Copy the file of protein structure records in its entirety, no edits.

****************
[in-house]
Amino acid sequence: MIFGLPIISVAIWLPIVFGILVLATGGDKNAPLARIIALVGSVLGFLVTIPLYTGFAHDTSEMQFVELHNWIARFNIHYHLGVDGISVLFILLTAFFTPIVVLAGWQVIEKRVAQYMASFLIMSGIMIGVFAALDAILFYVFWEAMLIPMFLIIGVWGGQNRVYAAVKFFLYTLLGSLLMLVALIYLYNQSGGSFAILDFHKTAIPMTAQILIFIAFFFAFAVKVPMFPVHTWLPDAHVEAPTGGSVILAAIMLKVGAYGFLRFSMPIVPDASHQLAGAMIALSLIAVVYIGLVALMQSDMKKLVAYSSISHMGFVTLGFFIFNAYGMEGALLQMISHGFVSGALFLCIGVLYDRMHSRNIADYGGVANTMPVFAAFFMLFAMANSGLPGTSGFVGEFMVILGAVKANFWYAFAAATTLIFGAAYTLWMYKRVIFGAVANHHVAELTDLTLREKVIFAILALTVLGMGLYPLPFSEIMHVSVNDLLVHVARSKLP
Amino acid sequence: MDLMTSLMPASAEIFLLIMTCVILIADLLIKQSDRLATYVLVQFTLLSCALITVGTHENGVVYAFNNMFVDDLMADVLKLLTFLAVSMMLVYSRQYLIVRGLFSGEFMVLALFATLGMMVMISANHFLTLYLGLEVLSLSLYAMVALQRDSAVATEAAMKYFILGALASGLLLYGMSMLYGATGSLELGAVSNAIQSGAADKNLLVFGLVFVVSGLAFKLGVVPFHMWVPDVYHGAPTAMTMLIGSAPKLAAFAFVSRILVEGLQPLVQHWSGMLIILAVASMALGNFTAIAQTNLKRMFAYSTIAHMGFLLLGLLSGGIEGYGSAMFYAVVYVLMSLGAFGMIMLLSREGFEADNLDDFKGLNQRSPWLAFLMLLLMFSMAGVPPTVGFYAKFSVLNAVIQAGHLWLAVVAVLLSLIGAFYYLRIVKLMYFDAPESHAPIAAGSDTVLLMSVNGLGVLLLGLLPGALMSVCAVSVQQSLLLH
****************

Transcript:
[in-house]
Amino acid sequence: MIFGLPIISVAIWLPIVFGILVLATGGDKNAPLARIIALVGSVLGFLVTIPLYTGFAHDTSEMQFVELHNWIARFNIHYHLGVDGISVLFILLTAFFTPIVVLAGWQVIEKRVAQYMASFLIMSGIMIGVFAALDAILFYVFWEAMLIPMFLIIGVWGGQNRVYAAVKFFLYTLLGSLLMLVALIYLYNQSGGSFAILDFHKTAIPMTAQILIFIAFFFAFAVKVPMFPVHTWLPDAHVEAPTGGSVILAAIMLKVGAYGFLRFSMPIVPDASHQLAGAMIALSLIAVVYIGLVALMQSDMKKLVAYSSISHMGFVTLGFFIFNAYGMEGALLQMISHGFVSGALFLCIGVLYDRMHSRNIADYGGVANTMPVFAAFFMLFAMANSGLPGTSGFVGEFMVILGAVKANFWYAFAAATTLIFGAAYTLWMYKRVIFGAVANHHVAELTDLTLREKVIFAILALTVLGMGLYPLPFSEIMHVSVNDLLVHVARSKLP
Amino acid sequence: MDLMTSLMPASAEIFLLIMTCVILIADLLIKQSDRLATYVLVQFTLLSCALITVGTHENGVVYAFNNMFVDDLMADVLKLLTFLAVSMMLVYSRQYLIVRGLFSGEFMVLALFATLGMMVMISANHFLTLYLGLEVLSLSLYAMVALQRDSAVATEAAMKYFILGALASGLLLYGMSMLYGATGSLELGAVSNAIQSGAADKNLLVFGLVFVVSGLAFKLGVVPFHMWVPDVYHGAPTAMTMLIGSAPKLAAFAFVSRILVEGLQPLVQHWSGMLIILAVASMALGNFTAIAQTNLKRMFAYSTIAHMGFLLLGLLSGGIEGYGSAMFYAVVYVLMSLGAFGMIMLLSREGFEADNLDDFKGLNQRSPWLAFLMLLLMFSMAGVPPTVGFYAKFSVLNAVIQAGHLWLAVVAVLLSLIGAFYYLRIVKLMYFDAPESHAPIAAGSDTVLLMSVNGLGVLLLGLLPGALMSVCAVSVQQSLLLH